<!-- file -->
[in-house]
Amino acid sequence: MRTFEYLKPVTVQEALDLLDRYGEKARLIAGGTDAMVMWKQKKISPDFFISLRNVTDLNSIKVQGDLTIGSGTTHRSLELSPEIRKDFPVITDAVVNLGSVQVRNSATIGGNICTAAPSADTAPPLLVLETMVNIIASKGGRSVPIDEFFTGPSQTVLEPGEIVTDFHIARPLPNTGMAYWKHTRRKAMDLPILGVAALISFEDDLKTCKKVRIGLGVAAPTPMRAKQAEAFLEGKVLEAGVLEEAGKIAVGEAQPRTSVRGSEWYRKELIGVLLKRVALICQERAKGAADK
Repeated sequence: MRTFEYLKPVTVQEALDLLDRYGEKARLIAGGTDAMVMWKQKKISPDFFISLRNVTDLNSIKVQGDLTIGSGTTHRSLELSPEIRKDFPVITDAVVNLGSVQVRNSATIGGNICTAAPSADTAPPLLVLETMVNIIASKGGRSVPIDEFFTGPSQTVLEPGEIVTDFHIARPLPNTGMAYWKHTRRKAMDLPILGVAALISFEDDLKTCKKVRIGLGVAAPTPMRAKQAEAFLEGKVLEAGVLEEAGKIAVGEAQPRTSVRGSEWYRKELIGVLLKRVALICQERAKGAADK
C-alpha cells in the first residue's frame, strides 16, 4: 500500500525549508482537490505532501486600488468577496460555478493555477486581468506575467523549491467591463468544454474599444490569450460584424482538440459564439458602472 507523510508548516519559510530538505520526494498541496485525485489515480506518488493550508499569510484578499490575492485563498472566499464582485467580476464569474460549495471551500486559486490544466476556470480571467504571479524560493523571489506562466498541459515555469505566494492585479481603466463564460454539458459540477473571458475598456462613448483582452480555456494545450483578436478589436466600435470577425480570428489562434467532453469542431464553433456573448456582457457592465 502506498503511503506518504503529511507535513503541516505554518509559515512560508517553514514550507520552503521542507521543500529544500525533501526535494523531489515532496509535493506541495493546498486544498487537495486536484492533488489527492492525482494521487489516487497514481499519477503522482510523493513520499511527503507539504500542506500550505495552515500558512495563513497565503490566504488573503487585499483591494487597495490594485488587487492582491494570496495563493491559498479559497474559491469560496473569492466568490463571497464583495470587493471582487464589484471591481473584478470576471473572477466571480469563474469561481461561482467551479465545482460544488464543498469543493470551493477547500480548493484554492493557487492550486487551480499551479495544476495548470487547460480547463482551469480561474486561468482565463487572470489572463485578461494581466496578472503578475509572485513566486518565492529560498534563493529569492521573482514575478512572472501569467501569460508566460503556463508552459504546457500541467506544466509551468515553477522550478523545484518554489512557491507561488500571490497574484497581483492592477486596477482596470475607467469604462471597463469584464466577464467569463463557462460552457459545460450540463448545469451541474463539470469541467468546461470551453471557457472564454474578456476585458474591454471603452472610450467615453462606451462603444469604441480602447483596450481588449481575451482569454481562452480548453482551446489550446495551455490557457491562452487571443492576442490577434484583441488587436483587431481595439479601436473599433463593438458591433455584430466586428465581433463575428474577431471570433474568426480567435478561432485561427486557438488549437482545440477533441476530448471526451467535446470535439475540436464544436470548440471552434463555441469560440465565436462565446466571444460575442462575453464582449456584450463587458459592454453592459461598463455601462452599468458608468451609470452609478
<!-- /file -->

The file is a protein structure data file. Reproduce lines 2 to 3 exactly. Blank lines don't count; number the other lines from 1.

Amino acid sequence: MRTFEYLKPVTVQEALDLLDRYGEKARLIAGGTDAMVMWKQKKISPDFFISLRNVTDLNSIKVQGDLTIGSGTTHRSLELSPEIRKDFPVITDAVVNLGSVQVRNSATIGGNICTAAPSADTAPPLLVLETMVNIIASKGGRSVPIDEFFTGPSQTVLEPGEIVTDFHIARPLPNTGMAYWKHTRRKAMDLPILGVAALISFEDDLKTCKKVRIGLGVAAPTPMRAKQAEAFLEGKVLEAGVLEEAGKIAVGEAQPRTSVRGSEWYRKELIGVLLKRVALICQERAKGAADK
Repeated sequence: MRTFEYLKPVTVQEALDLLDRYGEKARLIAGGTDAMVMWKQKKISPDFFISLRNVTDLNSIKVQGDLTIGSGTTHRSLELSPEIRKDFPVITDAVVNLGSVQVRNSATIGGNICTAAPSADTAPPLLVLETMVNIIASKGGRSVPIDEFFTGPSQTVLEPGEIVTDFHIARPLPNTGMAYWKHTRRKAMDLPILGVAALISFEDDLKTCKKVRIGLGVAAPTPMRAKQAEAFLEGKVLEAGVLEEAGKIAVGEAQPRTSVRGSEWYRKELIGVLLKRVALICQERAKGAADK